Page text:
20 April 2015 | Kicino
Humanistic look at underdogs and frustrated Japanese crossing paths at a love hotel
Sayonara Kabukicho was all full during the 2015 Hong Kong International Film Festival so when I knew it was on public release, I rushed to see it.
Well, despite the exotic poster and the eye-catching translated title of "Kabukicho Love Hotel," it is a humanistic look at many frustrated but hardworking Japanese who happen to wind up in a Love Hotel in Kabukicho, a red light district in Shinjuku, Tokyo.
Throughout the movie, we can see the director and playwright have great empathy and respect for all the characters – who suffer from different frustrations and setbacks in life and end up in transition in Hotel Atlas, where guest can rent a room by the hour or by the night. But it is exactly here that they find their direction and move on with confidence and dignity.
The movie basically revolves around five couples whose lives are connected with this Love Hotel: the hotel manager (Shota Sometani) is stuck here although he aspired to work in a five-star hotel. He also owes his girlfriend's parents 1.4 million yen for his tuition fees so he did not tell her he works here. His girlfriend, played by AKB48 singer Atsuko Maeda, is an aspiring sing-song writer trying to secure a record contract but is confused as how to go about it.
One of the frequent guests to the hotel is a Korean call girl working for the last day before she returns to Korea to start her own business. She only tells her live-in boyfriend she works as a hostess so as to save up money to marry and return to Korea. Her boyfriend, a chef at a Korean restaurant by night and a student at day, has his own secrets. A middle aged woman working in the hotel as cleaning lady has her own secret and her identify is exposed only when another guest's secret affair is exposed.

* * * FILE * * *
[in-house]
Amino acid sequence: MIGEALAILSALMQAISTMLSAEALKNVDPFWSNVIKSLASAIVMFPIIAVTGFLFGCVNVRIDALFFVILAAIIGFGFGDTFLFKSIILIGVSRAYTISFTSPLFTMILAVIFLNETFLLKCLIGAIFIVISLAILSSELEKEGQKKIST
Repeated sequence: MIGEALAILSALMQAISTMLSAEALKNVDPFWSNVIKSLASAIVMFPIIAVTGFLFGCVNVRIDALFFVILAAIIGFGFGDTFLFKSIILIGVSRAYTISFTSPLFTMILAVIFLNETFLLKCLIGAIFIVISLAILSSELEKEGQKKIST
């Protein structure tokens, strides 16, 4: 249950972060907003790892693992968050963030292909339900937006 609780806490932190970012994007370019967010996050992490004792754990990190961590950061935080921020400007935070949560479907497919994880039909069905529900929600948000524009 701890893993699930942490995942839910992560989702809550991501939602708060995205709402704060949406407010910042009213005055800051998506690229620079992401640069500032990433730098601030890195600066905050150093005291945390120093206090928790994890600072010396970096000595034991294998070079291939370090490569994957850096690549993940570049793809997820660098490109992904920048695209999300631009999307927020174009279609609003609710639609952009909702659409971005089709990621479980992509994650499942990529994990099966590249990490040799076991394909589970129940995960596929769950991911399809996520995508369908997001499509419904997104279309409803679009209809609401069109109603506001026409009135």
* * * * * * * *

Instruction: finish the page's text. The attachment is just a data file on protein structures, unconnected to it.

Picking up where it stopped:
A runaway girl ends up in the hotel with a yakuza simply for food and rest in exchange for sexual favor. But during the course of their interaction, things changes.
It seems every character has some secrets and that's why they are in this hotel. Yet when we know them better, we feel sorry for them. We feel their predicament and want to help in some ways. The movie runs 125 minutes but it does not feel long. Pacing is good and the way the stories are told is quite engaging. In the course of 24 hours, we seem to see the real lives of the characters, all of them some kind of underdogs in our society who either has lots of bad luck or has been abused by other people in power. Yet all of these characters have dreams and pride and deal with adversity with lots of self-respect. Hence the love hotel episode is just a transition in their life before they go on to pursue their dreams.
In a way, it is a comforting tribute and encouragement to the tsunami- beaten Japan, as depicted by the hotel manager's sister and her ending up in the hotel. In the end of the movie, all the main characters say goodbye to this love hotel and move on with their lives. The progress is smooth and acting good. Great character development and excellent intercept of witty dialogues, comical scenes and moving moments. Excellent exemplification of the Japanese resilience.